Panhala or Panhalgarh, about 19kms north-west of Kolhapur, is possibly the largest and most important fort of the Deccan. Roughly triangular in shape, the hill fort stands at a height of about 850 metres and has a circumference of approximately 7.25kms. Half of its length is protected by a natural scarp reinforced by a parapet wall and the remaining half is surrounded by a strong stone wall strengthened with bastions. The fort had three magnificent double walled gates, out of which two have survived. The Teen Darwaza to the west is an imposing and powerful structure. There are a number of ruined monuments in the fort. The most impressive among them are the three huge granaries. The largest among them, the Ganga Kothi, cover nearly 950 sq m space and 10.7 metres high. In the north-east corner there is a double story building, called Sajja Kothi, where Shivaji had imprisoned his errant son, Sambhaji.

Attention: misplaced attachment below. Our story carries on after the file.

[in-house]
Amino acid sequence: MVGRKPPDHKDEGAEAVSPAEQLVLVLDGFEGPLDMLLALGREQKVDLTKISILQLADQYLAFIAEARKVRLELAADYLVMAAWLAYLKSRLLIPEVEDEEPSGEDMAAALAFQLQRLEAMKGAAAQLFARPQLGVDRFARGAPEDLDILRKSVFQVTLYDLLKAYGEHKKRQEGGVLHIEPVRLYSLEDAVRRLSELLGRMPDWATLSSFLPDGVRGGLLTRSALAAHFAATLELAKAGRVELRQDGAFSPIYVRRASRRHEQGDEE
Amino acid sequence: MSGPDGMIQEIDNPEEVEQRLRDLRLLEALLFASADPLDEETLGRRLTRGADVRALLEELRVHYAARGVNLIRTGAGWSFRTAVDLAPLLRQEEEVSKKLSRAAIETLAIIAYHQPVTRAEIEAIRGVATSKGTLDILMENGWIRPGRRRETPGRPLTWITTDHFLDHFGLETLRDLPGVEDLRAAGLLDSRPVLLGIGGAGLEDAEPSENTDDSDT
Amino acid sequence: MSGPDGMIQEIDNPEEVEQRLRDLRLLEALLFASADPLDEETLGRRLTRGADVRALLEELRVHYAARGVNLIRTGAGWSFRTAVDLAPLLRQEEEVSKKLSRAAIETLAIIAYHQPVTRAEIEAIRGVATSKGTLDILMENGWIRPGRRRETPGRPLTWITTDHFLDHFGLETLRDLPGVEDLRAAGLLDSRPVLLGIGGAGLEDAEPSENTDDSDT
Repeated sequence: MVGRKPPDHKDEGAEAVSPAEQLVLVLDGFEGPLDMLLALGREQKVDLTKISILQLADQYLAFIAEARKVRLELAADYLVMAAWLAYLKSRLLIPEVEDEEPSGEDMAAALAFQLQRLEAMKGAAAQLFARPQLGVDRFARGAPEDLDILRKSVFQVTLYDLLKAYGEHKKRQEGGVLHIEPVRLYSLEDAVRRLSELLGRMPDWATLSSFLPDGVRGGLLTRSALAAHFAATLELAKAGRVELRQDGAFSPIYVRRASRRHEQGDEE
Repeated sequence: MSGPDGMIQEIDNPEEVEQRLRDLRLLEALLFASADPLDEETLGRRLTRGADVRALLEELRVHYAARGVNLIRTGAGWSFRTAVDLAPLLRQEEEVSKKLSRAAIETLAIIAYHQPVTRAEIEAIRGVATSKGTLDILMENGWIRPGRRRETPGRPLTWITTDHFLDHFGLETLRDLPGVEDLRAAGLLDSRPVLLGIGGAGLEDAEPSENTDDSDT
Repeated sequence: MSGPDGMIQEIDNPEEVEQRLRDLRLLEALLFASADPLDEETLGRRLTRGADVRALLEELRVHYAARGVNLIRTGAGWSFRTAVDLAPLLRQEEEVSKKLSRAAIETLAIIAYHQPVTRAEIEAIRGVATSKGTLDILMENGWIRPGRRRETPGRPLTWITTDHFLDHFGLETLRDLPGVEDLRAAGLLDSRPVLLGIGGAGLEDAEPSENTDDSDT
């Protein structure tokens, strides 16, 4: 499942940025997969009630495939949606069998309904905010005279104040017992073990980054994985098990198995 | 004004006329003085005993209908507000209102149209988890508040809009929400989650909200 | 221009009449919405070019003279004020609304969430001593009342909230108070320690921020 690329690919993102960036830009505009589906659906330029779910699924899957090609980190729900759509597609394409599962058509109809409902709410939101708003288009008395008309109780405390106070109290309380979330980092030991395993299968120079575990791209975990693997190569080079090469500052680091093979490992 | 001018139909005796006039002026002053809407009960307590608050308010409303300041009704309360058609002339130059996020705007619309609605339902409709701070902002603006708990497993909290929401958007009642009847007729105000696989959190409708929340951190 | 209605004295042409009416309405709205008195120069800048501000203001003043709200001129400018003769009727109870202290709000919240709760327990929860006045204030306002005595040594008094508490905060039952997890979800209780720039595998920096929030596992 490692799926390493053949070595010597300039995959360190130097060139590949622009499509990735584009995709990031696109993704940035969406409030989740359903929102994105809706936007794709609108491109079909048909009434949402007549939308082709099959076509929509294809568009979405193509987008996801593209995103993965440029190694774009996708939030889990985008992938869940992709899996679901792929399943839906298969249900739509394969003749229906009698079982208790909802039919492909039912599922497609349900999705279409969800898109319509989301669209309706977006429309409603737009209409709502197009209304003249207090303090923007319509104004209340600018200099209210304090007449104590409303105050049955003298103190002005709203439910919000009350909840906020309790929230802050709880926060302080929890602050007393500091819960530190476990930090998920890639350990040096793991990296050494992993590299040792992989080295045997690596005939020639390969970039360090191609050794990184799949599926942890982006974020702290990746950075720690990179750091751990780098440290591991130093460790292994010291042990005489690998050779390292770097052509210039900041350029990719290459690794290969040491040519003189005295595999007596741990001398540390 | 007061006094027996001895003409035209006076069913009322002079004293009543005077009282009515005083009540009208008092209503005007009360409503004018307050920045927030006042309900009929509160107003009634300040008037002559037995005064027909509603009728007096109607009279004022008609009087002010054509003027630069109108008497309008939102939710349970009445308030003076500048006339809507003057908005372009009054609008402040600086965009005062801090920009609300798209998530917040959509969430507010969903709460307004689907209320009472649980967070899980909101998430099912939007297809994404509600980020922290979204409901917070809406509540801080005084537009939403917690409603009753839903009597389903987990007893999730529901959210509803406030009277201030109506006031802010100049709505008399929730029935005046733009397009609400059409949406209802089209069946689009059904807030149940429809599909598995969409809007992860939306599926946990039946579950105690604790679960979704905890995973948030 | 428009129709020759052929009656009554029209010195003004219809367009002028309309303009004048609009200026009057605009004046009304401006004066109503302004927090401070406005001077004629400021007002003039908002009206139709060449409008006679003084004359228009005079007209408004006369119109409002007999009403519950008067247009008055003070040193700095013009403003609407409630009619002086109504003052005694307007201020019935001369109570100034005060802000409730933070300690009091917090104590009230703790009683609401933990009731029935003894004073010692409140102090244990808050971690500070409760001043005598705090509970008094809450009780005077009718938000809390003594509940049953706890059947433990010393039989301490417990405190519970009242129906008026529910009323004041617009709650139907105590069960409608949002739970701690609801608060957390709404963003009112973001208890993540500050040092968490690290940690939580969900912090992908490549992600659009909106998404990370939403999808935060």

Panhala was the capital of the Shilahara king Bhoja II during 1178-1209 Ad. It was successively held by the Yadava and Bahamani Kings. In 1489 AD, the fort and the territory was taken over by the Adil Shahi dynasty of Bijapur. Shivaji seized the fort in 1659 AD. It was from here that Shivaji, when encircled by the forces of Siddi Johar, escaped one rainy night to Vishalgarh. Later, the fort remained with the Marathas, except for a short period in between, when it went to the Mughals. The fort remained with the Kolhapur State till India achieved independence.
The famous Marathi poet Moropanta (1729-94Ad) was bron and brought up at Panhala. There is also the Samadhi of Ramachandra Amatya, the author of Ajnapatra, an important work on statecraft, including for construction. Today, Panhala is a sort of hill station and provides all the necessary facilities for tourists.